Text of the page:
Disclaimer: while the entire complex at the Bibliotheca Alexandrina is three buildings, a plaza, and sculpture installations, the name “Bibliotheca Alexandrina” also refers to the building holding books, computers, meeting rooms, and reference desks open to readers. While English speakers may refer to the complex and library as the “Library of Alexandria,” the Latin translation is the official name, besides the Arabic (here, transliterated) Muktaba al-Iskandreya. In this post, I refer to the complex as the “Bibliotheca Alexandrina” and the library building as “the library” for sake of clarity, though this system runs against common speech.
Driving through Alexandria en route from Cairo, we swept past the famed Bibliotheca Alexandrina for the first time. We got the chance to take a tour during orientation. Since then, I’ve been frustrated in my attempts to go back. But, I have a feeling it’s a untapped resource that I should be able to utilize.
The building was designed by a Norwegian firm in conjunction with a committee of Egyptians. Their goal was to recreate a setting where culture from all over was celebrated, and the design reflects this. The exterior is surfaced with blocks of concrete impressed with pieces of script from as many real human languages and alphabets as you can imagine. Though sometimes letters from the same alphabet end up next to each other, there was no intended hidden symbols to be conveyed to people literate in this or that language. I think that’s really cool, and it robs innovative thinkers like Dan Brown from profiting off of the “hidden symbolism.” (Look hard at the right photo, and you’ll find a reconstructed statue of Ptolemy II, the original financier of the first, destroyed Library of Alexandria. His statue, combining Greek style facial features with the Pharoanic male standing statue, was found in the Eastern Harbor. I’ve got more classical archaeological knowledge where that came from!)
But the Library itself is part of a complex of three buildings. This diagram was just inside the library building. The big circle on the right is the library itself, and its roof does slope like that, to symbolize the sun rising from the sea. To the left of the library is the complex’s oldest building, a convention center. I’d not been in the center until Thursday. The third building is a small sphere, visible as a black dot between the two aforementioned buildings and the Corniche, which is the only thing separating the Bibliotheca from the sea and harbor. That sphere is a planetarium, hosting purely scientific shows on astronomy, anatomy, and evolution. I’ve not been to a planetarium show, but the outer edges of the planetarium connect with the Library building underground, so I peeked into a playroom designed kind of a memory of the Iowa Science Museum, before it moved downtown.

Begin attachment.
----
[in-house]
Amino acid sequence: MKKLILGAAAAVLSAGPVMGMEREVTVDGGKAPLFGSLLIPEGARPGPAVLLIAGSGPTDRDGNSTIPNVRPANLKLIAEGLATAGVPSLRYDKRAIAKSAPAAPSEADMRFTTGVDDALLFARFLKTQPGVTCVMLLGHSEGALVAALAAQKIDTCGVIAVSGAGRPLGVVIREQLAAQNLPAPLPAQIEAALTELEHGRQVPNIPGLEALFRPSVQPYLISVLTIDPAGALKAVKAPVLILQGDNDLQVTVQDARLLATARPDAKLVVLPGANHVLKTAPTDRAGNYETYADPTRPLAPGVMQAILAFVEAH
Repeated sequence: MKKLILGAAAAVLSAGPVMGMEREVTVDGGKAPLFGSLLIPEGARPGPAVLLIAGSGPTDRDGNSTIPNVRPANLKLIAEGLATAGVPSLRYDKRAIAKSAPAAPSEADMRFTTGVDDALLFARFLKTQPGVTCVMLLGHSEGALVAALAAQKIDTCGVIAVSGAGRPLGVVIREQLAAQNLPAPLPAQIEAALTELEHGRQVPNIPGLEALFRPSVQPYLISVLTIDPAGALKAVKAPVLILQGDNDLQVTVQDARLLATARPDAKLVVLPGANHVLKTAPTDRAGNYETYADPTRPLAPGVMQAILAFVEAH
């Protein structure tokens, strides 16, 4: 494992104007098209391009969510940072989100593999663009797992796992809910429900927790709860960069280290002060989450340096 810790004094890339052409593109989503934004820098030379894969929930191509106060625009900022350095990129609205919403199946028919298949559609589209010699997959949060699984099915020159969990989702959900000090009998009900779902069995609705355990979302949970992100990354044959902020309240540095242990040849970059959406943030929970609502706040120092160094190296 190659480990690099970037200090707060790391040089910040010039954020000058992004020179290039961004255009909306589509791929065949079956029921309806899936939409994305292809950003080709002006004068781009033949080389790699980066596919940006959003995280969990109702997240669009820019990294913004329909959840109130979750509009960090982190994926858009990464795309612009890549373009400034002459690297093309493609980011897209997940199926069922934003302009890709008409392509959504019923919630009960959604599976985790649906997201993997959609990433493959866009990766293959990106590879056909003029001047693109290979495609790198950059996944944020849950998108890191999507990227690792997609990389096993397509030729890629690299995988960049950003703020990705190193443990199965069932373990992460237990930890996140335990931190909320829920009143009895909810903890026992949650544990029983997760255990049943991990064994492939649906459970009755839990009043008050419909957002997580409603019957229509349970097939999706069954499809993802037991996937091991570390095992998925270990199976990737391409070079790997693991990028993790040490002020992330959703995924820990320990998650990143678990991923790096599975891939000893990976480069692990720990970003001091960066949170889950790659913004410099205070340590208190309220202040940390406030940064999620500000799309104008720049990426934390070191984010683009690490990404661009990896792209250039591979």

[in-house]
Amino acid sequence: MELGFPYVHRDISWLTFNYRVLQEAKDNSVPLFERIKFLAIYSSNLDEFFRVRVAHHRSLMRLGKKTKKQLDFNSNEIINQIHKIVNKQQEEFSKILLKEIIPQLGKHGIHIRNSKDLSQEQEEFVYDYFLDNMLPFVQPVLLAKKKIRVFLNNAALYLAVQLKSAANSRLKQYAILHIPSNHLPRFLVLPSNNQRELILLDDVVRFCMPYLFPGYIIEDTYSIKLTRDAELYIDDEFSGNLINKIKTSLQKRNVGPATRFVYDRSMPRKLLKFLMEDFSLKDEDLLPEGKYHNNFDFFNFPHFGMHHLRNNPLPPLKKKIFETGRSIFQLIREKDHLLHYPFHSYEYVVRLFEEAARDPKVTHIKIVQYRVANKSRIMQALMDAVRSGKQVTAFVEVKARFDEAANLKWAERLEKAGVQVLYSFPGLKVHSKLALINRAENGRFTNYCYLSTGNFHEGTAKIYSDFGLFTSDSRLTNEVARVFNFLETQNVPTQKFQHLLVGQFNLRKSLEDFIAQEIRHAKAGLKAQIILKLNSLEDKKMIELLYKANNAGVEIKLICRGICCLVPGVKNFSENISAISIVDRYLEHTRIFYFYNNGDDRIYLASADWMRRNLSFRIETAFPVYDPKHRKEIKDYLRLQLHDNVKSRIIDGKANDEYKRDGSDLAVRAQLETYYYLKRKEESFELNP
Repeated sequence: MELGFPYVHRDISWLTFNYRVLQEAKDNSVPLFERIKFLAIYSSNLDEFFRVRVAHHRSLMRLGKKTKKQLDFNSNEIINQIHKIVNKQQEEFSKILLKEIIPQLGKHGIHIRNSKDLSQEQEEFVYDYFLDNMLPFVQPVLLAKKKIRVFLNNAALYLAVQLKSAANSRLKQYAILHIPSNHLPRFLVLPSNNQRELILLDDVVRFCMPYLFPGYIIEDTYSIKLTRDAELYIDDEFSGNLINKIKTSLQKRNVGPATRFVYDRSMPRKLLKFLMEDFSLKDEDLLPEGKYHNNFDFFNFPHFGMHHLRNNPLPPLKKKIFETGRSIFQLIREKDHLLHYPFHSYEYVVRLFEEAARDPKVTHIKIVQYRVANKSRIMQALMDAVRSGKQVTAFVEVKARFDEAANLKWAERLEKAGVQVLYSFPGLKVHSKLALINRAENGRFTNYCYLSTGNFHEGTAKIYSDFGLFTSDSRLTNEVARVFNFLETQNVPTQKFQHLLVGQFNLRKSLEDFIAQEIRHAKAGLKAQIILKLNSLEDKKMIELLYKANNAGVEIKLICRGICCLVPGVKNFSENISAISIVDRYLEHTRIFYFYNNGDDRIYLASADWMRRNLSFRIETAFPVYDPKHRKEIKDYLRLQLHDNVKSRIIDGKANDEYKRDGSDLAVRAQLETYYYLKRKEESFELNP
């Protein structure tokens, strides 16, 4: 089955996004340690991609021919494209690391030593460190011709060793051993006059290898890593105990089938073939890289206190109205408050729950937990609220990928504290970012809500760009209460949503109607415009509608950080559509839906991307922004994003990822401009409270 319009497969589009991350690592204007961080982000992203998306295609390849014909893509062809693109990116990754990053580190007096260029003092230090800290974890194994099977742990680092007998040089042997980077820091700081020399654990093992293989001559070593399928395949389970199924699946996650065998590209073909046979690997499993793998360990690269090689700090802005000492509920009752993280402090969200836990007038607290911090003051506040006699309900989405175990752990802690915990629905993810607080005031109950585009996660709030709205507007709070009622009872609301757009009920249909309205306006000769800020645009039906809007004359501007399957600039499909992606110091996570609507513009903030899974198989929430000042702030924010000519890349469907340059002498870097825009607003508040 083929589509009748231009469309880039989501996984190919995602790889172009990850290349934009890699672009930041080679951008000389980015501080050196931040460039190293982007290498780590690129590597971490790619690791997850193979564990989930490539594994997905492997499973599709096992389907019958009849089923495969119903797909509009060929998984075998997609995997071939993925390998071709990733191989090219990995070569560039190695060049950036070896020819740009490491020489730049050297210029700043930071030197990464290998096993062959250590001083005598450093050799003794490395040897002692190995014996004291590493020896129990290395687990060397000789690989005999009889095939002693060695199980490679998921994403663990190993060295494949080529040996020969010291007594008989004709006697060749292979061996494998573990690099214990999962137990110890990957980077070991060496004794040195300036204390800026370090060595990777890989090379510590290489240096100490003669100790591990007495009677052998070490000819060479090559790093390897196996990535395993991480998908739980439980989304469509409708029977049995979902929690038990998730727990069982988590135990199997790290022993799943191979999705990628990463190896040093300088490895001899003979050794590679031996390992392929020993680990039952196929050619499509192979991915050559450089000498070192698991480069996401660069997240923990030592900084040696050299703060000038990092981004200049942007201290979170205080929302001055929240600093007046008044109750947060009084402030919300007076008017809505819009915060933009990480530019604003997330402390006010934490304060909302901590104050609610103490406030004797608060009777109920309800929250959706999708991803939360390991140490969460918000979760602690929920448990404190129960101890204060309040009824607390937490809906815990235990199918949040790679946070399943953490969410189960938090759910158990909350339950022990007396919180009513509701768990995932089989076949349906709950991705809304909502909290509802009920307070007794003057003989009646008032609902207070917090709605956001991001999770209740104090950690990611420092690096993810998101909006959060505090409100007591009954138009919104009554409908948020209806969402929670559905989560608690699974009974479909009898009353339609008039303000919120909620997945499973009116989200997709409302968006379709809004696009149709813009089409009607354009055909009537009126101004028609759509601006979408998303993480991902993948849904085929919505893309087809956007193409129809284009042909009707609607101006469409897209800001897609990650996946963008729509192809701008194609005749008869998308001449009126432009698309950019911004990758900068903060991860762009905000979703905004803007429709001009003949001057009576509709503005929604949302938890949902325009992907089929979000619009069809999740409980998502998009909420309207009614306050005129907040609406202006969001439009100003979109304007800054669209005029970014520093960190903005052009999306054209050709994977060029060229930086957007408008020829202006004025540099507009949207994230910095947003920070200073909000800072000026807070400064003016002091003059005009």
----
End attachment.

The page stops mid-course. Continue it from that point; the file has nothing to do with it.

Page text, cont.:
As the library, if not also the planetarium, was finished in 2002, the firm included modern art installations in the lobby and outdoor plaza-like space connecting the three buildings. This piece, and its closeup, is built exclusively of painted gears, bike chains, and nails. It’s a pretty crazy cool image of underwater.
The library has 11 floors from its highest edge to the underground floors. There is potential space for something like 5-10 million printed books, the library also hosts a machine that can print and bind books under 5 minutes (the second in the world) as well as hosts online archives of digitized books, and the library is the backup server for the San Francisco-based Internet Archive – saving every webpage that has ever been online for reference and study. My blogs are a part of that!
So, I’m a big fan of Norwegian architects in part because I see a lot of innovation coming from the Scandinavian architects. The right picture looks down into a couple floors of the Reading Room, which is stepped because of the exterior form. Pillars of course hark to Pharoanic times with the lotus shape, and the windows are designed to let in as much light as possible without ever having direct sunlight distract readers or UV rays hit books. Wow. The left picture is taken from the bottom of the sloping windows, so you can get a better idea of how the windows are designed. On the outside, the windows create a neat visual when walking along the Corniche, an added aesthetic bonus. The middle picture is a shot of the planetarium at night from the Corniche. The yellow blur at the bottom is a taxi cruising along.
Back inside the Reading Room, if you follow the slope of the whole room to its apex, you see an interesting form kind of hovering around a couple pillars, as if a couple of Lórien elves had built in metal and concrete instead of living trees. These are conference rooms for board meetings or presentations that don’t require an auditorium setting. What a meeting that would be.
Go down a couple flights of stairs, at the very bottom floor of the Reading Room, and you find a bunch of near-museum quality galleries. Here, Moutaz poses next to one art piece. Modern art is displayed next to story boards, costume designs, and recreated rooms from a famous Egyptian cinematographer’s life. One gallery is dedicated to Anwar Sadat’s life, and the nationalism feeling ripe within that room is familiar to anyone who has visited Atatürk’s mausoleum in Ankara. It’s a reverence combined with an intolerance for criticism overlaid with videos of speeches resonant with Hitler’s tones unlike anything in the US. I appreciated to have the chance to visit it, but it’s definitely not somewhere I’d frequent, especially not the ever-present knot of people around a case containing the suit of Sadat’s assassination, accompanied by the video of the assassination. Also present are installations from different media, including traditional outfits from Iraq, Siwa, Upper Egypt, Yemen, Jordan, and elsewhere in the Middle East. I remember seeing a similar gallery in Amman, Jordan, around visiting Roman-period amphitheaters. Camera flashes are banned in many galleries, so I have only this photo. Also, if you want to visit the galleries on rare manuscripts (YES!!) or another couple subjects you have to pay more, and we didn’t have time to do that then…. Overall, while the rest of the Bibliotheca complex is apparently extremely organized and fancy like the West does fancy, the organization of the galleries (or how we were taken through them) left me confused and feeling haphazard.